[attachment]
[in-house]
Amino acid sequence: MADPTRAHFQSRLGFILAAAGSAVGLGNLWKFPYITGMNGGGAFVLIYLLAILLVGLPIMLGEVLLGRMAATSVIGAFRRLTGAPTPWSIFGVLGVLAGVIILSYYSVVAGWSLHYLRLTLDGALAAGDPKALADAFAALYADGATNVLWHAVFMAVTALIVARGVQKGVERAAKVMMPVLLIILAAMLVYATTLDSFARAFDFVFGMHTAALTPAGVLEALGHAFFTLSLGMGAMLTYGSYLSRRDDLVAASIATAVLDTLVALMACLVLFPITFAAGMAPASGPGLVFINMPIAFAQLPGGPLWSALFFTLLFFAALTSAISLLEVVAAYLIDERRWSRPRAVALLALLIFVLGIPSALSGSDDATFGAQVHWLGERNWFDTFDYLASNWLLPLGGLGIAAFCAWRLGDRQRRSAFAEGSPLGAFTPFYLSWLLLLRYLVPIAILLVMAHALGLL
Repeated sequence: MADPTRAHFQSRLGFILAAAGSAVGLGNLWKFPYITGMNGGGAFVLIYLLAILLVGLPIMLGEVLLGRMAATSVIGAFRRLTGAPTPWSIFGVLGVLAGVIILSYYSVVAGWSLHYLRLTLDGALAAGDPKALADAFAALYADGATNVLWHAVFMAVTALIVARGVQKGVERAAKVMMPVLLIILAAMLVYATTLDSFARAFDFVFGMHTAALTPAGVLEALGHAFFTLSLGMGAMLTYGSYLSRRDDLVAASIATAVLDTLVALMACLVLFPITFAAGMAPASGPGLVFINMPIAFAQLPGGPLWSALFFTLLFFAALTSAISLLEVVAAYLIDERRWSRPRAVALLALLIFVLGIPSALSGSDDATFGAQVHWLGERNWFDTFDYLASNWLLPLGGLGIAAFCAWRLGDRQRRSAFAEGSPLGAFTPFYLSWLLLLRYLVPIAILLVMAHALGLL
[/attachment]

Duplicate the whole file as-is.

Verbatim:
[in-house]
Amino acid sequence: MADPTRAHFQSRLGFILAAAGSAVGLGNLWKFPYITGMNGGGAFVLIYLLAILLVGLPIMLGEVLLGRMAATSVIGAFRRLTGAPTPWSIFGVLGVLAGVIILSYYSVVAGWSLHYLRLTLDGALAAGDPKALADAFAALYADGATNVLWHAVFMAVTALIVARGVQKGVERAAKVMMPVLLIILAAMLVYATTLDSFARAFDFVFGMHTAALTPAGVLEALGHAFFTLSLGMGAMLTYGSYLSRRDDLVAASIATAVLDTLVALMACLVLFPITFAAGMAPASGPGLVFINMPIAFAQLPGGPLWSALFFTLLFFAALTSAISLLEVVAAYLIDERRWSRPRAVALLALLIFVLGIPSALSGSDDATFGAQVHWLGERNWFDTFDYLASNWLLPLGGLGIAAFCAWRLGDRQRRSAFAEGSPLGAFTPFYLSWLLLLRYLVPIAILLVMAHALGLL
Repeated sequence: MADPTRAHFQSRLGFILAAAGSAVGLGNLWKFPYITGMNGGGAFVLIYLLAILLVGLPIMLGEVLLGRMAATSVIGAFRRLTGAPTPWSIFGVLGVLAGVIILSYYSVVAGWSLHYLRLTLDGALAAGDPKALADAFAALYADGATNVLWHAVFMAVTALIVARGVQKGVERAAKVMMPVLLIILAAMLVYATTLDSFARAFDFVFGMHTAALTPAGVLEALGHAFFTLSLGMGAMLTYGSYLSRRDDLVAASIATAVLDTLVALMACLVLFPITFAAGMAPASGPGLVFINMPIAFAQLPGGPLWSALFFTLLFFAALTSAISLLEVVAAYLIDERRWSRPRAVALLALLIFVLGIPSALSGSDDATFGAQVHWLGERNWFDTFDYLASNWLLPLGGLGIAAFCAWRLGDRQRRSAFAEGSPLGAFTPFYLSWLLLLRYLVPIAILLVMAHALGLL